Every month, ‘Whose Wine is it Anyway?’ profiles a German winemaker to give you a behind-the-vines look at the world of German wine. This month, we’re highlighting Florian Weingart of Weingut Weingart. Located in the Mittelrhein, Weingut Weingart is a family-run winery cultivating some of the best vineyards in the region.
Whose *Wine* is it Anyway? Meet Florian Weingart
Florian Weingart was raised in the village of Spay, surrounded by beautiful landscapes and the rich culture of winemaking just like his family before him. Since the beginning of the 18th century, the Weingarts have worked as farmers and winemakers in Spay.
Before he was born in the 1960s, Florian’s parents transitioned the family farm into a winery. Unsurprisingly, Florian’s childhood was spent around nature and winemaking, leading him to pursue a career in wine as an early teen.
Florian accepted an apprenticeship at The Geisenheim Grape Breeding Institute in 1992 and later became a viticulture engineer. To this day, Florian’s favorite part of winemaking is accompanying grapes from the vineyard all the way to the glass. The complexity and unpredictability of the winemaking process, along with the individuality of each vintage, harvest and variety, keeps Florian coming back for more.
Today, Florian and his wife, Ulrike, own and operate Weingut Weingart, which they call a representation of sustainable living, work ethic, and authentic wines. The couple made a conscious decision to keep the business small, family-owned, and focused on quality. That’s why you can find Florian present at all stages in the vineyard and the cellar, working alongside the winery’s single employee and few seasonal workers.
The Weingart’s home region of the Mittelrhein offers dramatic views of steep slate cliffs crowned with medieval castles and riverbanks adorned with charming villages. The Upper Middle Rhine Valley was named a UNESCO World Heritage site in 2002, and it’s often referred to as “the Rhine Gorge.”
Today, Weingut Weingart owns 4.5 hectares of vineyards in Spay and the neighboring town of Boppard. These hectares are divided between 3 sites on the Bopparder Hamm in the Middle Rhine valley: Ohlenberg, Feuerlay, and Engelstein. Each site features slate soil layered with rich loess and volcanic ash from the eruption of the Eifel Mountains over 10,000 years ago.
The Engelstein vineyard sits on old terraces in the east corner of Bopparder Hamm, where Florian has converted his vines to post-training, a time-consuming technique most common on the steep slopes in the Mosel. The winery’s Feuerlay site is known for its layers of weathered slate, loess, and quartzite, while the Ohlenberg plot touts layers of shale and sandstone rich with quartz.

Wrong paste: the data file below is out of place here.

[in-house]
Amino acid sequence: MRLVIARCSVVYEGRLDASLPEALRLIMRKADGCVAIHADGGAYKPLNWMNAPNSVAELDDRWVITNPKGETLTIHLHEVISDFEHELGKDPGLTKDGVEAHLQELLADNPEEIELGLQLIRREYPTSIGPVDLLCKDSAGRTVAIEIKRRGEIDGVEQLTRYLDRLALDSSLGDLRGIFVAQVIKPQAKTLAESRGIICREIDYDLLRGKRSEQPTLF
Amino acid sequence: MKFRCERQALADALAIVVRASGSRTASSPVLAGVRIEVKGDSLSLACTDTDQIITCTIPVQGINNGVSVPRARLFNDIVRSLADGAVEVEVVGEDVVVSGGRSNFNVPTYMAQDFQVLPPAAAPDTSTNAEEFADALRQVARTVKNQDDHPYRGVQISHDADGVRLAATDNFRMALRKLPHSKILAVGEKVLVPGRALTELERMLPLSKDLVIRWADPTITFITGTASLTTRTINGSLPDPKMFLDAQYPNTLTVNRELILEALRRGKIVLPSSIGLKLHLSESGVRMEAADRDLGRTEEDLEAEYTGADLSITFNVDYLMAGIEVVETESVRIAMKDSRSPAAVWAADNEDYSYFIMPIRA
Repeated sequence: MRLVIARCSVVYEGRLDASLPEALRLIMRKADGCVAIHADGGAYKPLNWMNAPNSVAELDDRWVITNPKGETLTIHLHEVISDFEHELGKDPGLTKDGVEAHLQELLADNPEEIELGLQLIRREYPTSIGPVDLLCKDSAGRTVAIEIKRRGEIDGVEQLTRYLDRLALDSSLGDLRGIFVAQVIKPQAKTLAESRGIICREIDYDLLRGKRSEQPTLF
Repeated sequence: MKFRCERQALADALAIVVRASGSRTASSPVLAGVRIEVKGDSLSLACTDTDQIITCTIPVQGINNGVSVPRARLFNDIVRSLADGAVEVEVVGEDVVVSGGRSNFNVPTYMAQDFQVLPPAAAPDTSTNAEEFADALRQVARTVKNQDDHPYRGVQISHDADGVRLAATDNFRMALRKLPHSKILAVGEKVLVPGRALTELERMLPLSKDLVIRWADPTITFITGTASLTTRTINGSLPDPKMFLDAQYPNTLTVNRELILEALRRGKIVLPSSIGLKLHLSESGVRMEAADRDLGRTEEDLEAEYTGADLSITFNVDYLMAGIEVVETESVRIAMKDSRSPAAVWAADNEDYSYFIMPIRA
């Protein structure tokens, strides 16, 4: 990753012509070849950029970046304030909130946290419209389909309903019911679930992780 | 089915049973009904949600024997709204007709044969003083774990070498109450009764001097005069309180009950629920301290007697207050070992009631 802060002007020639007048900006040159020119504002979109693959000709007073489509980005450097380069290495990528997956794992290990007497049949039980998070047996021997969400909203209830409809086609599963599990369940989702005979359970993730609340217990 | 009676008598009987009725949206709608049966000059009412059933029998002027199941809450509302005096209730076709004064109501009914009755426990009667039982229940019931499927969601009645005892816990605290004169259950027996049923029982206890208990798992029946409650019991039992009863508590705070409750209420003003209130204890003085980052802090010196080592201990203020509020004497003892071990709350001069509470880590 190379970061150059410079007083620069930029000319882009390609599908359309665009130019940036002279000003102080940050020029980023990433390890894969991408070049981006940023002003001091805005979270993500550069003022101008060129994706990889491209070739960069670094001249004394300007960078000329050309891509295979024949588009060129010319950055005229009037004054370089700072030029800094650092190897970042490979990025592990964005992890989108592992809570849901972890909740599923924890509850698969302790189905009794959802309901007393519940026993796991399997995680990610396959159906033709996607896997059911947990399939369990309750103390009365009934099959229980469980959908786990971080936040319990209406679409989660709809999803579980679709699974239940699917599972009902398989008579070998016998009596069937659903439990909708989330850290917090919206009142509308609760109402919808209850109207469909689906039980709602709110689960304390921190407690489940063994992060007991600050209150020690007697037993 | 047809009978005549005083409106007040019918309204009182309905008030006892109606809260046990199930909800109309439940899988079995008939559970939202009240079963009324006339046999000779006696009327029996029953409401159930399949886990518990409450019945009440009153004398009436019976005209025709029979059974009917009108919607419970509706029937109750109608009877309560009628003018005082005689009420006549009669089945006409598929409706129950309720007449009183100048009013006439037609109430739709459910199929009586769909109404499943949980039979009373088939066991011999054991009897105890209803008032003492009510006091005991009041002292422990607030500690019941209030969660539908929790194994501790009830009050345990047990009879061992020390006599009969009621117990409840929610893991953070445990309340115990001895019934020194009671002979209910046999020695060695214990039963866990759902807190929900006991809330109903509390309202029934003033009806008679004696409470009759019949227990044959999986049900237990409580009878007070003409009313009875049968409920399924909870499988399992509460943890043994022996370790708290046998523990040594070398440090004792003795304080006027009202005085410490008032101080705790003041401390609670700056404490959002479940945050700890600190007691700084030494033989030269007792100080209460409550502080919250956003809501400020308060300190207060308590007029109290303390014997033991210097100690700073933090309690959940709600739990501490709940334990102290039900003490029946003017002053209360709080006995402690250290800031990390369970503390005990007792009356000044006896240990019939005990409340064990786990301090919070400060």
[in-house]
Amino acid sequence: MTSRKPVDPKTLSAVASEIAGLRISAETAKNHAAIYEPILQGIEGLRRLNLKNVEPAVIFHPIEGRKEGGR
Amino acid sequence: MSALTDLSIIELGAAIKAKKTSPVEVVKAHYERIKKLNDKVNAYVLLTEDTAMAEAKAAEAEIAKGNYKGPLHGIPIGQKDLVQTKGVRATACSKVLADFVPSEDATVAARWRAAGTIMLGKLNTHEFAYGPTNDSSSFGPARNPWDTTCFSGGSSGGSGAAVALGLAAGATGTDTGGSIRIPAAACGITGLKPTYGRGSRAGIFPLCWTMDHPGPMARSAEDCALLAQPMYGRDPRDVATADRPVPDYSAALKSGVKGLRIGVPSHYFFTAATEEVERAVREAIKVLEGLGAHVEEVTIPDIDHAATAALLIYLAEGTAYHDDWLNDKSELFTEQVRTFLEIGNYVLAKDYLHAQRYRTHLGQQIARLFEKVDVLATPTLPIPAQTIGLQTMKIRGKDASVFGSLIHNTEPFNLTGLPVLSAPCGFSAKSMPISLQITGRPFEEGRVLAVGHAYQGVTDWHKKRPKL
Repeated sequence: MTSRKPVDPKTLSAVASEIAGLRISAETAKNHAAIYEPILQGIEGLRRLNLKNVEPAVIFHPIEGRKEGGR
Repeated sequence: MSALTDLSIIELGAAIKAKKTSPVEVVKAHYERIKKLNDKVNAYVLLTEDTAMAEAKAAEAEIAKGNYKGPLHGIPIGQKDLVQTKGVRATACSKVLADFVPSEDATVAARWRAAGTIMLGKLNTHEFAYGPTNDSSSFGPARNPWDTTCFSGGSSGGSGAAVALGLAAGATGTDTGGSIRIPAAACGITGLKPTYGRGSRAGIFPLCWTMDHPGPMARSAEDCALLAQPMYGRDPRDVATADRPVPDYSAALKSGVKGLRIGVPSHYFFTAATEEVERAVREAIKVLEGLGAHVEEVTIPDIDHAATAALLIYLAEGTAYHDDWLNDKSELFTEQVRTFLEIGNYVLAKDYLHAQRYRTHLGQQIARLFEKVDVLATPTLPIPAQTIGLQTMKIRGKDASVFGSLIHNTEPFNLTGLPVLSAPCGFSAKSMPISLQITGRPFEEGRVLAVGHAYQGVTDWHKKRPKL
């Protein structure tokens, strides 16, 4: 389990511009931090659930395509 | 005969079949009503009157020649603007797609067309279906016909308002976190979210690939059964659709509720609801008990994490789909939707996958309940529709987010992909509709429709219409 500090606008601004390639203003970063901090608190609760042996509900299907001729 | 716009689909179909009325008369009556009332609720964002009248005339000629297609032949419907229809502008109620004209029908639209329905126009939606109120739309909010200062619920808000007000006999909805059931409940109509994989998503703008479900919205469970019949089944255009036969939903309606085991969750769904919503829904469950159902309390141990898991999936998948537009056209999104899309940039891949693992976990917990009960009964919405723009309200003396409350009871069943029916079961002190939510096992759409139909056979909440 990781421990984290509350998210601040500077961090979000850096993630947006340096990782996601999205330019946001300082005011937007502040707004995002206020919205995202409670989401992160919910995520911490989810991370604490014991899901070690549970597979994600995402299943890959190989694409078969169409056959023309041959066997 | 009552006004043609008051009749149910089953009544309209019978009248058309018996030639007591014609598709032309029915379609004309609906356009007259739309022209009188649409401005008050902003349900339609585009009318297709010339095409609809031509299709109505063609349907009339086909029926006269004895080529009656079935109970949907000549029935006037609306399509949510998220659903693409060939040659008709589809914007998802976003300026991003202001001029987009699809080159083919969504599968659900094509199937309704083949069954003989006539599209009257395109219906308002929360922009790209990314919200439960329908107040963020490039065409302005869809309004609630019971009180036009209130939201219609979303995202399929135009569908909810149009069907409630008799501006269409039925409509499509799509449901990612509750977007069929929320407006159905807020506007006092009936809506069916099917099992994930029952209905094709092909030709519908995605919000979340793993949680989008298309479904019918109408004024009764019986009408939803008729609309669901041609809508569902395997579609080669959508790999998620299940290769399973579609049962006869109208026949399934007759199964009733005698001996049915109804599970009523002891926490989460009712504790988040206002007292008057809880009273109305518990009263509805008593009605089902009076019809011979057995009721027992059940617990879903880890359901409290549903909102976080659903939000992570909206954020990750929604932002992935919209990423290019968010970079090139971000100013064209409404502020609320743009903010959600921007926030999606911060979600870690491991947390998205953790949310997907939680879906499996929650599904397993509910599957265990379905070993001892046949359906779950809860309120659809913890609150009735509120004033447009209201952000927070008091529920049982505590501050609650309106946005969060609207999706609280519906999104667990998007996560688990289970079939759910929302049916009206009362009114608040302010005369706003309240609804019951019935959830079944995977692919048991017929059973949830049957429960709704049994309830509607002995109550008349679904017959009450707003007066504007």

Weingut Weingart’s vineyards are dedicated to Riesling, apart from 0.75 hectares of Pinot Noir. Florian also farms 1.4 hectares of Riesling grapes from a friend and part-time winemaker in Bacharach. The combination of hand-picked, high-quality grapes, top vineyard sites and soil, and a low yield per hectare make Weingut Weingart’s wines unique.
Once the grapes are selectively harvested across the winery’s vineyard sites, they are brought to Weingut Weingart’s underground wine cellar. The cellar was built to use as little energy as possible while offering the optimal climate for wine storage, thanks to its location. From there, the grapes are processed through a gravity-flow wine system, crushed and then pressed on a modern bladder press. Then, fermentation takes place in stainless steel casks and acacia wood barrels before being bottled.
Weingut Weingart encapsulates the idea of a traditional family-operated winery, producing around 36,000-48,000 bottles each year. Because every vintage is different and ideal ripeness and sweetness levels vary, he believes that nature should form each year’s vintage and eschews the idea of a house style.
Florian recommends that readers taste the fruit, elegance, lightness, and acidity of his winery’s Riesling first, beginning with a Halbtrocken or Feinherb. Whether Qualitätswein, Kabinett or Spätlese, Weingut Weingart’s Riesling wines are a balance of acidity and sweetness, showcasing the unique traits of the Mittelrhein region.
Spätlese is the central idea of German wine culture.
— Florian Weingart
As well as winemaking, Florian, Ulrike and their three daughters are dedicated to sustainability in both the household and family winery. Sustainability is top of mind for the Weingart family, from their vegan diets to composting toilets to regenerative heating. The winery uses its own spring water, which is cleaned on the property and then stored and reused for irrigation in the vineyards.
The Weingart family also takes care of several hectares of traditional cultural heritage land around the winery by planting fruit trees, mowing the meadows and inviting cows and sheep from local farms onto their property to graze. This is one way that Florian and his family compensate for the monoculture that often plagues vineyards.